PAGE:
Sequel to The Burn Zone (2013), Decker’s medium-future, aliens-among-us yarn.
When a scientific experiment conducted in another universe went wrong, a vast alien installation appeared in the middle of China, transforming the world and the universe in ways few humans have grasped. Fifty years later, relations between humans and the haan are turbulent but mostly peaceful, with the haan slowly releasing advanced technology such as portable wormhole gates, antigravity and force fields. Starving and desperate, young Sam Shao joins a program in which humans foster haan infants and, as a result, develop powerful empathic bonds with them. She’s also made friends with an outcast haan, Nix. Still, she wonders why the haan project a field that forces humans to see only what the haan want them to see. The haan are building new colonies, while humans are disappearing, and there’s a thriving market in human flesh. Factional struggles within the haan lead to the release of a virus that transforms humans into seemingly powerful and unkillable monsters, yet the victims are convinced they haven’t changed at all; sometimes they don’t even notice. Sam’s attempt to broadcast the truth fails; as a fugitive, she hatches another plot to bring down the force field that envelops the entire haan installation. With fast and furious action, hairsbreadth escapes and surprises on every page, it’s eye-popping stuff, set against a gritty, grainy, visceral depiction of a city scarred by overpopulation, malnourishment and fear of the unknown. Yet it’s impossible to ignore the gaping holes in the logical fabric. Earth, for instance, is now too radioactive to sustain human life in the long term; even the stars are different—and apparently nobody noticed.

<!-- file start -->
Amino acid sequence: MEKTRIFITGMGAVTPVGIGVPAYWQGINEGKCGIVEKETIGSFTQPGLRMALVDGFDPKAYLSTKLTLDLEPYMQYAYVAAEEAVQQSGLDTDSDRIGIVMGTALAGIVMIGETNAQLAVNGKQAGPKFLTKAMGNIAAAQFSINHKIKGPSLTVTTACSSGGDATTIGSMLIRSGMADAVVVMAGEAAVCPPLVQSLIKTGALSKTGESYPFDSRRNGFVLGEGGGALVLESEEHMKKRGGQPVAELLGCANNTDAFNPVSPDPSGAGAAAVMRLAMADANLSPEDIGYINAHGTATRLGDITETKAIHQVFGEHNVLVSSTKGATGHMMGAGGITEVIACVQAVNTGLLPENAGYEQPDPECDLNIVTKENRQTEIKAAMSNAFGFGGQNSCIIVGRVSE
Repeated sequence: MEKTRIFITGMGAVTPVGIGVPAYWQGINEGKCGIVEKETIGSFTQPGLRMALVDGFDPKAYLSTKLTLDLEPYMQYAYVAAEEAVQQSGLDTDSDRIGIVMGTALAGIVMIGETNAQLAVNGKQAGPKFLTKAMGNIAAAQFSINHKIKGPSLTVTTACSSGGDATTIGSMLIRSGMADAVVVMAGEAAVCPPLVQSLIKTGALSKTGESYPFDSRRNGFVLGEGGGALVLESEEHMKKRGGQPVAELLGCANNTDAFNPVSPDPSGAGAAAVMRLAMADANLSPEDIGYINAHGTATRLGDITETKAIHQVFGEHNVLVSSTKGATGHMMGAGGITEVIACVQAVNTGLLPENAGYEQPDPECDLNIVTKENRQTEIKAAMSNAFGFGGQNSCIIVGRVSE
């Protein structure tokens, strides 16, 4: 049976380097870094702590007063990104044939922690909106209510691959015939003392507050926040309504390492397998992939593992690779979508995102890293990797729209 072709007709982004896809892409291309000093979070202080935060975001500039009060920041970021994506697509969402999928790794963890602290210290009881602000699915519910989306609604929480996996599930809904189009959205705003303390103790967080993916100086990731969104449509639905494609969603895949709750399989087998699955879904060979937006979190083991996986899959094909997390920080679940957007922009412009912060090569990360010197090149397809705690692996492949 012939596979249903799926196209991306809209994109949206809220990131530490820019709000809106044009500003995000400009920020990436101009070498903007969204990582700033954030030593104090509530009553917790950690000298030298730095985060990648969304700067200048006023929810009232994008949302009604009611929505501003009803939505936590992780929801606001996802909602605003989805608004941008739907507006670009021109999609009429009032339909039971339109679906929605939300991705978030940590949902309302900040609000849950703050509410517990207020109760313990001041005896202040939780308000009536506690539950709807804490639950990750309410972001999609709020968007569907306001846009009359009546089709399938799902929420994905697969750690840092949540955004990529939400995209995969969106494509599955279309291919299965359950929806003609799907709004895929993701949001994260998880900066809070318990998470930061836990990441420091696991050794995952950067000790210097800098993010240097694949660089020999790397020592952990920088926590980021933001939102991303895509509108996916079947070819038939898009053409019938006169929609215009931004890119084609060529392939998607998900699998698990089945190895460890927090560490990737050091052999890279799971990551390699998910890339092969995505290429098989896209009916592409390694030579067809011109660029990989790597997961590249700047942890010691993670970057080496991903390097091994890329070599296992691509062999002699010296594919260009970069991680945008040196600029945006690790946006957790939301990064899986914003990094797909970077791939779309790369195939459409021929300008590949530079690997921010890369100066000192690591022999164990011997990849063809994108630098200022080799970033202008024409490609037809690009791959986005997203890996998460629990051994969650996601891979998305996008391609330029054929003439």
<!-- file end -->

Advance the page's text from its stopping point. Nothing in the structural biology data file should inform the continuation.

Readers who thrive on tension and excitement will feel themselves amply rewarded; those who tend to question underlying assumptions, not so much.